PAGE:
Rome in a day

Rome has the honour of being, together with London and Paris, one of the most visited cities in Europe.

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Rome is a city that during the Roman Empire dominated the world for centuries and today still conserves many monuments and buildings that will make you feel like you’re walking through a vast museum. Full of remarkable churches, beautiful squares, charming neighbourhoods, craft shops, wonderful museums and restaurants, we recommend you to optimise your trip to not miss anything of this historic city. Below there are some places you shouldn’t miss if you visit Italy’s capital.


The symbol of the city and a historic jewel of the Roman Empire, it’s worth visiting twice. If visited by day you can admire the architectural details and wander inside the walls that have survived for hundreds of years of history. By night you can enjoy a pleasant walk around the illuminated Colosseum and its grounds.

View of Colosseum in Rome and morning sun, Italy, Europe.
View of Colosseum in Rome and morning sun, Italy, Europe.

Vatican City

The country within the city of Rome is the seat of the Catholic religion. The main attraction is undoubtedly to visit St. Peter’s Square with the monumental St. Peter’s Basilica. The perspective if you come walking from the Castle of Sant’ Angelo is as beautiful as unusual in a city that is not characterised by wide avenues and an organised urbanism. Visiting the Vatican Museum and seeing the frescoes of the Sistine Chapel painted by Michelangelo as well as the Creation of Adam is a must.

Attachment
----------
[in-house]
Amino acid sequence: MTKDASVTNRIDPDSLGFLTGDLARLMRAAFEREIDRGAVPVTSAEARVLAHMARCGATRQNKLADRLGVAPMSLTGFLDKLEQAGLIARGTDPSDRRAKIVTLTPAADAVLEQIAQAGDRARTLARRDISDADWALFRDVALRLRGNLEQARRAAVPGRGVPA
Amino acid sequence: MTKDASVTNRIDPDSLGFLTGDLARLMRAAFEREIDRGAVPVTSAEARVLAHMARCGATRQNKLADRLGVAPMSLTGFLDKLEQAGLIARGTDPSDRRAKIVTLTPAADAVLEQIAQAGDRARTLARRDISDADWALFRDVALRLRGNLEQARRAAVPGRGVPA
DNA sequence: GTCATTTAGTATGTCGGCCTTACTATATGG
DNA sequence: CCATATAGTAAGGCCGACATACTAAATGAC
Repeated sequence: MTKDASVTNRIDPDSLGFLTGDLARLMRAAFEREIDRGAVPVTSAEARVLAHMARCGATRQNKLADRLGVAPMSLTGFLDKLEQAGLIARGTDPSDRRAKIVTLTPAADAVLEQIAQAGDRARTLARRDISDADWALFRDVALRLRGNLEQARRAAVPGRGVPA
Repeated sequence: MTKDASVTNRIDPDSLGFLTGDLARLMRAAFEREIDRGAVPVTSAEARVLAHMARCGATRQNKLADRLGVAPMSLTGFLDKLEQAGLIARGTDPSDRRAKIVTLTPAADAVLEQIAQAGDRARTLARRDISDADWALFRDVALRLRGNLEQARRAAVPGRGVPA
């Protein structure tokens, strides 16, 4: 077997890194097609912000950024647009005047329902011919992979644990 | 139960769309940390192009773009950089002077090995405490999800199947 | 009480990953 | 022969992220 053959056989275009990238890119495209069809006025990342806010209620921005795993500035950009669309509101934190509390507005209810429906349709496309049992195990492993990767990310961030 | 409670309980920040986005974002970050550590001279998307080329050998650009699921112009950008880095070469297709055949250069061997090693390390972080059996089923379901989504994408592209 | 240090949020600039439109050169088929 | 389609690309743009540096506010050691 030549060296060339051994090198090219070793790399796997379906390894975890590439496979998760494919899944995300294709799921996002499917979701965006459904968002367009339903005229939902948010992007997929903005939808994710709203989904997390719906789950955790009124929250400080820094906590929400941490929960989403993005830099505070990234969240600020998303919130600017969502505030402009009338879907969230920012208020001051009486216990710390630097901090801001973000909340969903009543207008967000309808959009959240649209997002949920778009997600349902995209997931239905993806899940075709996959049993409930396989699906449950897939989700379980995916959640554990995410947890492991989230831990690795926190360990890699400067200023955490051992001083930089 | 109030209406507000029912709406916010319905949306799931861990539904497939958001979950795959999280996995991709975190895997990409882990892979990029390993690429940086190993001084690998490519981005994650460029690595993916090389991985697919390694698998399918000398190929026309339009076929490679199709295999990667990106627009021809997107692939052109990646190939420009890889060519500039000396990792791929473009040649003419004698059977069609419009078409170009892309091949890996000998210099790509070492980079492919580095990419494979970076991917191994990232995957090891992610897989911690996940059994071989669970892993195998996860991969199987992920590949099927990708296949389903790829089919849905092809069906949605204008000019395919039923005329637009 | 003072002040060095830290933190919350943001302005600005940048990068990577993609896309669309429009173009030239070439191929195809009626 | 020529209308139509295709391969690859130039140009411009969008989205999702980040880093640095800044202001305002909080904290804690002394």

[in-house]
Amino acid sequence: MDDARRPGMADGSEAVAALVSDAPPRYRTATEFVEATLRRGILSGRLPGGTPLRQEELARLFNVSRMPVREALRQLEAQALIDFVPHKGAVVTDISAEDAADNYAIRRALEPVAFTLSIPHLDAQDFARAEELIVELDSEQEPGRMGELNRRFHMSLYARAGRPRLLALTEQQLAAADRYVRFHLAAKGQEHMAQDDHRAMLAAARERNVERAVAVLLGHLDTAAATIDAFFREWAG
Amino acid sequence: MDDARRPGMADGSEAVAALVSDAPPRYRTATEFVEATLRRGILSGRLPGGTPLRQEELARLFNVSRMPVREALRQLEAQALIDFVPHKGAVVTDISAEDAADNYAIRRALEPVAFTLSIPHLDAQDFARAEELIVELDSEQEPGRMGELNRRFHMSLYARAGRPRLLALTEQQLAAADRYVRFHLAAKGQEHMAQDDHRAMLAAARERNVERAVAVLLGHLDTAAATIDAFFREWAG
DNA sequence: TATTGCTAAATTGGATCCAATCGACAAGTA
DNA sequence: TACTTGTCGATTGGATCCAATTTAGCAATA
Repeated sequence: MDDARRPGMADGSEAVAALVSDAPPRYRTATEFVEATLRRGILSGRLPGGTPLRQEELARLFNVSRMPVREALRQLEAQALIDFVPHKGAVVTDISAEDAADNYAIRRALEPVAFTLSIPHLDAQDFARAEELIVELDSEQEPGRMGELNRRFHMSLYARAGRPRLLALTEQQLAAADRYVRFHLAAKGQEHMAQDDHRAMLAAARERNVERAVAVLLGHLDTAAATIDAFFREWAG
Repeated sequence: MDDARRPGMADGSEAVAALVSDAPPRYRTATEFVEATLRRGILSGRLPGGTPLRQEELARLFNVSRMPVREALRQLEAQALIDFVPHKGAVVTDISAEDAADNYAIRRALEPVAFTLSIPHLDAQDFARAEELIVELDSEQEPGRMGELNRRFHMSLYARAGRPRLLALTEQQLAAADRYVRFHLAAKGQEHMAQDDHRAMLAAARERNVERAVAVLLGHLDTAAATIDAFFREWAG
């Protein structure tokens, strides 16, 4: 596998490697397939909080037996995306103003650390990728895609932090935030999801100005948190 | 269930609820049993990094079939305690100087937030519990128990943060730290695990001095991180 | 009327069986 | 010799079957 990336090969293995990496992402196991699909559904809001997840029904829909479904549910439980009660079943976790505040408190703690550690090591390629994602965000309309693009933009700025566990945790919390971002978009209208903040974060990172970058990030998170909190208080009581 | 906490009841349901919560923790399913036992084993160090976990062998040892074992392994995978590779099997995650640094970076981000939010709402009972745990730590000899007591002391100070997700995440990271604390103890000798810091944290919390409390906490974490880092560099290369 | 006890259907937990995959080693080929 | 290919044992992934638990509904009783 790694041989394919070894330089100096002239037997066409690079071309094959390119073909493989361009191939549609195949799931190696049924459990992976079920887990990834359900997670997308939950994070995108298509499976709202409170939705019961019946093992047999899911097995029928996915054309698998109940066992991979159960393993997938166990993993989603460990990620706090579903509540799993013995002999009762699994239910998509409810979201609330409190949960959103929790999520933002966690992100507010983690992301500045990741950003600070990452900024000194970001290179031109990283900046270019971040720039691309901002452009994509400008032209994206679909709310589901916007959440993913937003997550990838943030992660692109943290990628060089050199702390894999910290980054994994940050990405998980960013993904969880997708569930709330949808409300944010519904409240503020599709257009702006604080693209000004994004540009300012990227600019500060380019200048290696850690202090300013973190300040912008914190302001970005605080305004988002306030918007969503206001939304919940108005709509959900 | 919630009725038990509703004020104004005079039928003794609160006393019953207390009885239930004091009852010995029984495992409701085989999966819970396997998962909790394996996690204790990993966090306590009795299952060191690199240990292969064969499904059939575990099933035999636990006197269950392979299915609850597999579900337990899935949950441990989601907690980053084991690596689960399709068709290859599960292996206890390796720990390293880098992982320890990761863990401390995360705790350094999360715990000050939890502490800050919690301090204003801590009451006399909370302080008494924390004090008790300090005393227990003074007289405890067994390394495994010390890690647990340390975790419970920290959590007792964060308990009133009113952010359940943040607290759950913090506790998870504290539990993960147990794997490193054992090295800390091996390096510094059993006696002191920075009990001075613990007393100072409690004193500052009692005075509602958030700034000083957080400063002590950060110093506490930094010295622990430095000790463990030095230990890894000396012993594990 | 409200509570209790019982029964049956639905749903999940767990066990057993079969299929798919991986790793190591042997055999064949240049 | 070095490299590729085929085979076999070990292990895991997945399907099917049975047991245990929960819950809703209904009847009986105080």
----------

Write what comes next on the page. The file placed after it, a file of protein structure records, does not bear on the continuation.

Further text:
View at St. Peter's cathedral in Rome, Italy
View at St. Peter's cathedral in Rome, Italy

Trevi Fountain

This baroque-style fountain surprises by appearing unannounced amidst narrow alleys. It is worth spending some time appreciating the many details of the sculpture. Don’t leave without tossing a coin into the fountain, remember to throw it backwards with your right hand over your left shoulder.

Trevi fountain at sunrise, Rome, Italy.
Trevi fountain at sunrise, Rome, Italy.

Piazza Navona

Historically the track of Domiciano’s stadium, in addition to several well-known fountains, this square houses, at almost any time of the day, street shows, art stalls and souvenirs that enliven your visit.

Monument to Victor Emmanuel II

Located in Piazza Venezzia, really close to the Colloseum, this monument was built to commemorate the unification of Italy in the nineteenth century and is one of the most beautiful monuments in the city. In front of the monument, begins the famous Via del Corso, which is worth a walk, finding many shops and restaurants on both sides of the street.